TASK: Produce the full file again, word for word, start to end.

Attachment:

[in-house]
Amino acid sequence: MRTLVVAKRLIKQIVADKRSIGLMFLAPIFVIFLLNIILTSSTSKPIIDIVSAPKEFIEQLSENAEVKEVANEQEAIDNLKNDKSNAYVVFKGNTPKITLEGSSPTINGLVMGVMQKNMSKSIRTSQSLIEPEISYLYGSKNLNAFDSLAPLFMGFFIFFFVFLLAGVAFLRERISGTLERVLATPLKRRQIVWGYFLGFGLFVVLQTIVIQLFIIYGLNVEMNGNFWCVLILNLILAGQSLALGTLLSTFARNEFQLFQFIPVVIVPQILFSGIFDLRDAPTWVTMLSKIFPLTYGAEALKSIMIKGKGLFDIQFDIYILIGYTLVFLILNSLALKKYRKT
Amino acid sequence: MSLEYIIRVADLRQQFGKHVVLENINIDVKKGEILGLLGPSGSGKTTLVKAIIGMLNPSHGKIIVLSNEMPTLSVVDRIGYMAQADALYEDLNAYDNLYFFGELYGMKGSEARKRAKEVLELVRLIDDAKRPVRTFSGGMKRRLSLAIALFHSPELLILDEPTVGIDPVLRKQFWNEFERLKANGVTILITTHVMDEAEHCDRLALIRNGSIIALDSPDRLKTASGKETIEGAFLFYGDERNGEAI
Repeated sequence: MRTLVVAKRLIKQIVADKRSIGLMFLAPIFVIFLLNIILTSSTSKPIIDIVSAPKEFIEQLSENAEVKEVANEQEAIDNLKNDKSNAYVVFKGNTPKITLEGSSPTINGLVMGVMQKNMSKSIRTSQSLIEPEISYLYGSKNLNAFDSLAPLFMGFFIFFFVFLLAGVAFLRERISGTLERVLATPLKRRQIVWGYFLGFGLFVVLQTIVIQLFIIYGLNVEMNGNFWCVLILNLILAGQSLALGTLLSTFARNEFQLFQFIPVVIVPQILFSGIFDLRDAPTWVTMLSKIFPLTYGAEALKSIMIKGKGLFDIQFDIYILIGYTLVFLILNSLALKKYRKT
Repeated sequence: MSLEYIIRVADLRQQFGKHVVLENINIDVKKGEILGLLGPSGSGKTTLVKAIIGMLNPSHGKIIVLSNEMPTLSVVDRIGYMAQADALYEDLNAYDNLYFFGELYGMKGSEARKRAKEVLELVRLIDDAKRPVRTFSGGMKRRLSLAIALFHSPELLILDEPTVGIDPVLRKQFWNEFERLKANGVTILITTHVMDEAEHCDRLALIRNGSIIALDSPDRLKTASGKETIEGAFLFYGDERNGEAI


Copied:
[in-house]
Amino acid sequence: MRTLVVAKRLIKQIVADKRSIGLMFLAPIFVIFLLNIILTSSTSKPIIDIVSAPKEFIEQLSENAEVKEVANEQEAIDNLKNDKSNAYVVFKGNTPKITLEGSSPTINGLVMGVMQKNMSKSIRTSQSLIEPEISYLYGSKNLNAFDSLAPLFMGFFIFFFVFLLAGVAFLRERISGTLERVLATPLKRRQIVWGYFLGFGLFVVLQTIVIQLFIIYGLNVEMNGNFWCVLILNLILAGQSLALGTLLSTFARNEFQLFQFIPVVIVPQILFSGIFDLRDAPTWVTMLSKIFPLTYGAEALKSIMIKGKGLFDIQFDIYILIGYTLVFLILNSLALKKYRKT
Amino acid sequence: MSLEYIIRVADLRQQFGKHVVLENINIDVKKGEILGLLGPSGSGKTTLVKAIIGMLNPSHGKIIVLSNEMPTLSVVDRIGYMAQADALYEDLNAYDNLYFFGELYGMKGSEARKRAKEVLELVRLIDDAKRPVRTFSGGMKRRLSLAIALFHSPELLILDEPTVGIDPVLRKQFWNEFERLKANGVTILITTHVMDEAEHCDRLALIRNGSIIALDSPDRLKTASGKETIEGAFLFYGDERNGEAI
Repeated sequence: MRTLVVAKRLIKQIVADKRSIGLMFLAPIFVIFLLNIILTSSTSKPIIDIVSAPKEFIEQLSENAEVKEVANEQEAIDNLKNDKSNAYVVFKGNTPKITLEGSSPTINGLVMGVMQKNMSKSIRTSQSLIEPEISYLYGSKNLNAFDSLAPLFMGFFIFFFVFLLAGVAFLRERISGTLERVLATPLKRRQIVWGYFLGFGLFVVLQTIVIQLFIIYGLNVEMNGNFWCVLILNLILAGQSLALGTLLSTFARNEFQLFQFIPVVIVPQILFSGIFDLRDAPTWVTMLSKIFPLTYGAEALKSIMIKGKGLFDIQFDIYILIGYTLVFLILNSLALKKYRKT
Repeated sequence: MSLEYIIRVADLRQQFGKHVVLENINIDVKKGEILGLLGPSGSGKTTLVKAIIGMLNPSHGKIIVLSNEMPTLSVVDRIGYMAQADALYEDLNAYDNLYFFGELYGMKGSEARKRAKEVLELVRLIDDAKRPVRTFSGGMKRRLSLAIALFHSPELLILDEPTVGIDPVLRKQFWNEFERLKANGVTILITTHVMDEAEHCDRLALIRNGSIIALDSPDRLKTASGKETIEGAFLFYGDERNGEAI